As you curse the rat's nest of terminals, walkways, and people movers of whatever transit hub you're using to get home this week, it's easy to forget how extraordinarily sophisticated the average airport is. They're works of art, really—but they're nothing compared to the airport concepts artists have dreamt up over the last 100 years.
This week, Scientific American reports on a proposed airport for greater London, which would float a massive superstructure in the Thames estuary. It sounds like a remarkably modern idea—but it's actually been around for at least 70 years. Given that we're spending this week looking at the changing role of air travel in our world, now seems like an ideal time to parse the voluminous amount of writing that's been done on the airport proposals of yore—below, you'll find our highlights.
1919: Urban Runways to Serve a City of Pilots
In the 1910s and 20s, commercial aviation as we know it hadn't quite reached the tipping point—and some visionaries imagined a city where civilians would own their own small craft, as we do cars today. Illustrated London News ran this illustration in October of 1919, showing how a runway could be wedged into the existing urban fabric. [PTAK Science Books]
1926: Airborne Urban Airports
By the late 1920s, it seemed clear that every American wasn't destined to own his or her own plane like they would own their own Fords. The first commercial airlines were already emerging, thanks to the Congress-backed Air Mail system, and designs for airports evolved alongside this shift.
This page from Gregory Benford's book, The Wonderful Future That Never Was, called for a 1,400-square foot runway affixed to massive columns made out of commercial real estate—in other words, skyscrapers. [Paleofuture]
1934: An Airport Above the Thames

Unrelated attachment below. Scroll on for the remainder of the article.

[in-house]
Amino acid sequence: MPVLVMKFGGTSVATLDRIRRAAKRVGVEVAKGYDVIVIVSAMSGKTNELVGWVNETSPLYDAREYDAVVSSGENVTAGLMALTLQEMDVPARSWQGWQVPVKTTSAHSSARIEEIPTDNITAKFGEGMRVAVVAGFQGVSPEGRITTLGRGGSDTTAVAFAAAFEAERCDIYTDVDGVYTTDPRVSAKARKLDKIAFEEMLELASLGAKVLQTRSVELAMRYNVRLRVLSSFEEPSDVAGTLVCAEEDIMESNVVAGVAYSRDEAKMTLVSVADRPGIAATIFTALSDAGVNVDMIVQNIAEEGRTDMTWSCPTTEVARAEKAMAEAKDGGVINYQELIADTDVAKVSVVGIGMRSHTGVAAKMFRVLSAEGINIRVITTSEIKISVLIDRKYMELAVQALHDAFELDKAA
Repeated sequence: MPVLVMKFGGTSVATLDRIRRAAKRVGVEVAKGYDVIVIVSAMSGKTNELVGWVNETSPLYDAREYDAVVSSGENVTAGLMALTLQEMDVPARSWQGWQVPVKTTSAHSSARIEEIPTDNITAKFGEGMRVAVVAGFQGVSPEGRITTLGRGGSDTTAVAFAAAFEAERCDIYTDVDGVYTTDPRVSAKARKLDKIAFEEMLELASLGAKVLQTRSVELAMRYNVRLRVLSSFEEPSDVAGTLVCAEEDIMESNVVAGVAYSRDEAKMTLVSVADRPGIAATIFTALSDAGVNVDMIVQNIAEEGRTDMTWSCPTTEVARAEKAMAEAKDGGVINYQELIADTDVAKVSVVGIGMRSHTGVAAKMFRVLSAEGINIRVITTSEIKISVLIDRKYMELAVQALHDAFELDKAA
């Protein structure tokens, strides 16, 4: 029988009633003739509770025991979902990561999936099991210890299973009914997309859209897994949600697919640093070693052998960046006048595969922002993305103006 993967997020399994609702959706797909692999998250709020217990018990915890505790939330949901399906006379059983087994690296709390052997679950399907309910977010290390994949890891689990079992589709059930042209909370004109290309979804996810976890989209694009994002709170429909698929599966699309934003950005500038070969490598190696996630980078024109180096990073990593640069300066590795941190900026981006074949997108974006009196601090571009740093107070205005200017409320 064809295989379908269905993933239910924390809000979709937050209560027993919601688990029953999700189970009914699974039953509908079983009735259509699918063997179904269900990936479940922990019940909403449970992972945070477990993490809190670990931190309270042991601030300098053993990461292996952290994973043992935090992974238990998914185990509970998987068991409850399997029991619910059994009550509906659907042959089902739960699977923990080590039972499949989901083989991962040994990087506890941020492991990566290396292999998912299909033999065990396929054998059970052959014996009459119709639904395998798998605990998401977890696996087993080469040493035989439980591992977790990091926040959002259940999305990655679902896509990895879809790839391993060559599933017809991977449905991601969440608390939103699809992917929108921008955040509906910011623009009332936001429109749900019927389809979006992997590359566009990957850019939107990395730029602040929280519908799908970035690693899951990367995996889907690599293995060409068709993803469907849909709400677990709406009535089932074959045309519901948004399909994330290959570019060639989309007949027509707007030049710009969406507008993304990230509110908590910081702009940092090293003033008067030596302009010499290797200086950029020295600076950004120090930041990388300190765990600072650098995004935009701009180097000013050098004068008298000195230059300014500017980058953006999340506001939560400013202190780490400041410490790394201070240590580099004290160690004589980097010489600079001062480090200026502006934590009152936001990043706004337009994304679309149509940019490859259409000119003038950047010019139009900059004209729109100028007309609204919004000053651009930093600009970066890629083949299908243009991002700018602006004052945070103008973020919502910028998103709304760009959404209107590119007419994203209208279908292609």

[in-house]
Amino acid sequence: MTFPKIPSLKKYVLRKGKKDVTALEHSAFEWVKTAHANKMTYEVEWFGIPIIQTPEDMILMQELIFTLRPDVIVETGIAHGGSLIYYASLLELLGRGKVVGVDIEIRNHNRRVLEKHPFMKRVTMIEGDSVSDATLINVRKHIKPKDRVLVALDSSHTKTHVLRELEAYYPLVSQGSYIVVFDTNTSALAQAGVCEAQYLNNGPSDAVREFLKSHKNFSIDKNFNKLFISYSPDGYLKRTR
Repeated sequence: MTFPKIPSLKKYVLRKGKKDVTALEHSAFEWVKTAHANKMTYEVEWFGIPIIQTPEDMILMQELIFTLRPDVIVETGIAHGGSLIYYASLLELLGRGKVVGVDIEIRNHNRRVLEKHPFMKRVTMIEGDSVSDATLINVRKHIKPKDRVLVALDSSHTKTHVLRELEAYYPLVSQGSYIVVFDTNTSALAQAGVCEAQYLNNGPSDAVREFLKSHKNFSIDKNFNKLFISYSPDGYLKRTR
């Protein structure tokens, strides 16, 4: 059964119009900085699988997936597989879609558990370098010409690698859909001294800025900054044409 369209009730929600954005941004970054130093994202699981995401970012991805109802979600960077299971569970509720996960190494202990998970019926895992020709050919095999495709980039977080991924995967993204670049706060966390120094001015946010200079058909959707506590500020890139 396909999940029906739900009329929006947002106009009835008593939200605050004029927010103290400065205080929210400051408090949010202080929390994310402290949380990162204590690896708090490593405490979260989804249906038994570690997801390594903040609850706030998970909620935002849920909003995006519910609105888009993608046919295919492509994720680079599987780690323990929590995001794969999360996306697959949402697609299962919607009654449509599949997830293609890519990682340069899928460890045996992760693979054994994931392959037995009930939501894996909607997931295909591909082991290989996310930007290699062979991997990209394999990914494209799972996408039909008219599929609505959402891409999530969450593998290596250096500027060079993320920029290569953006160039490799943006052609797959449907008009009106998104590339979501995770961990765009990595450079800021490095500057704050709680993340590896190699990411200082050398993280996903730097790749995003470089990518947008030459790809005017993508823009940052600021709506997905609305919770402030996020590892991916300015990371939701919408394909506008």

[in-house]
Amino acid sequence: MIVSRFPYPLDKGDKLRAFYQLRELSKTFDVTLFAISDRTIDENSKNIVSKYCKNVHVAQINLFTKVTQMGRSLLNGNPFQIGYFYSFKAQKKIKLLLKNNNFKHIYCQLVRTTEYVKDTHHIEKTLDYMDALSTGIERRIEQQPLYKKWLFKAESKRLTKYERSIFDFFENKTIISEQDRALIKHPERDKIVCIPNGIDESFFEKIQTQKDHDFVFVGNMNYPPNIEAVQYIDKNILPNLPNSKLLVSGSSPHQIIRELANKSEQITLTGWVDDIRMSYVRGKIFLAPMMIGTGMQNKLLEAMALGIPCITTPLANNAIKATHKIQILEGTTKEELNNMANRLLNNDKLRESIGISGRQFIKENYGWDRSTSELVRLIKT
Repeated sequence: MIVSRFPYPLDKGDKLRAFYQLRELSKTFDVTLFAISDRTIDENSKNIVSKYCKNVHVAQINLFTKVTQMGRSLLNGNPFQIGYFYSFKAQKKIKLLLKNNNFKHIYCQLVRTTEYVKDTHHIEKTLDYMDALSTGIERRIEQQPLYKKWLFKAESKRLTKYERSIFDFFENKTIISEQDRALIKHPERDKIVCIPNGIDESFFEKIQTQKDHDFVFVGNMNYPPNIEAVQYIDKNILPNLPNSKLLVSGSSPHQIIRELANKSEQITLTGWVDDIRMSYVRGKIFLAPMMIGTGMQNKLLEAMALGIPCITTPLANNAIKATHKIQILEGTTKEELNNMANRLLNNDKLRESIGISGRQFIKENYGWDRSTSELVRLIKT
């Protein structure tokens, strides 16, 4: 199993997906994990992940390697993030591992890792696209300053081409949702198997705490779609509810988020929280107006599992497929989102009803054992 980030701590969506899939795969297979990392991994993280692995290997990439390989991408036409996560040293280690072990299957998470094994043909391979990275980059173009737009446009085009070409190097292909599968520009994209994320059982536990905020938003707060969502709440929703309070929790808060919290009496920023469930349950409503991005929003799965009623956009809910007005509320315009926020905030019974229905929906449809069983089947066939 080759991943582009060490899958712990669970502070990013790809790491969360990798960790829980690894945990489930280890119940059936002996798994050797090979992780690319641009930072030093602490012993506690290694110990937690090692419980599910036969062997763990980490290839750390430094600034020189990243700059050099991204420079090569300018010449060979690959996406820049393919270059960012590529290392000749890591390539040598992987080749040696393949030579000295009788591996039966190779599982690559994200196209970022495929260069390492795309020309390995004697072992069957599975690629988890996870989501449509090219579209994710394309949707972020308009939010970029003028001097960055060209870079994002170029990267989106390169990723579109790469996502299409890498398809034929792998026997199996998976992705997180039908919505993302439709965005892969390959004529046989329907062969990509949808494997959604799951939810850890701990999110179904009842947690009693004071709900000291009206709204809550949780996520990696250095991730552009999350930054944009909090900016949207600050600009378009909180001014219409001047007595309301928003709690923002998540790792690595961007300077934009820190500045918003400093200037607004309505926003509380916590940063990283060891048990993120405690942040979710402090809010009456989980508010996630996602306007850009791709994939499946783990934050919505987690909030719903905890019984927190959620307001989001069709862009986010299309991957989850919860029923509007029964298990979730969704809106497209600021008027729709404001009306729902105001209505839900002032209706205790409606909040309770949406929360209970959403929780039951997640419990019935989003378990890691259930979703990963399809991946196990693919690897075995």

By the 1930s, air travel was considered the glamorous future of travel—and cities were looking for ways to accommodate the rapid influx of planes. This drawing appeared in a 1934 issue of Popular Science, proposing an airport on the Thames—with an entrance into Westminster Palace. [Gizmodo]
1938: Megastructures For a Mega-Industry
By the late 1930s, airplanes had become the hinge upon which military and commercial industry swung. With the explosion of planes came a problem: Where to locate runways near major economic centers. "Proposed as a solution to the problem of locating an airport in the heart of any big city," explained a 1938 issue of Popular Mechanix of this scheme by an unnamed French engineer, which would reorient its runway to the approach of each plane. [Modern Mechanix]
1939: A Skyscraper-Topping Airport
Another, similar plan from the same time imagined repurposing existing rooftops in Manhattan. The eight-runway airport would serve commuters from as far as 100 miles away who wanted to fly to work. On the bottom levels, taxis, buses, and parking lots would connect fliers with the rest of the city. [Modern Mechanix]
1946: A Manhattan Super-Airport
Hate Penn Station? Just be glad it doesn't stretch for 144 blocks. We've written about this proposal, which would've seen the construction of a multi-level, 900-acre airport along the West Side of Manhattan, before. The idea was to cut down on the time it took to get from JFK and LGA by car—at a cost of $3 billion, or $35 billion in today's money. [Ptak Science]
1950s: A Floating Terminal For NYC
Also in search of a solution to Manhattan's airport woes, Norman Bel Geddes imagined a floating runway at the tip of Manhattan, which passengers would access via a long tunnel underground. As John F. Ptak points out, the most interesting part of the scheme might be the job of pilot—not for the plane, but for the entire runway, which would be turned via rudder away from the wind as needed. [PTAK]
1960: The Jetscalator
As the size of the average airport grew, the logistics of getting foot-borne passengers to the terminal became a bigger conundrum. One solution to this problem? Mobile terminals, or the Jetscalator." A variant of these wheel-borne terminals have shuttled passengers at Washington Dulles for decades. [Paleofuture]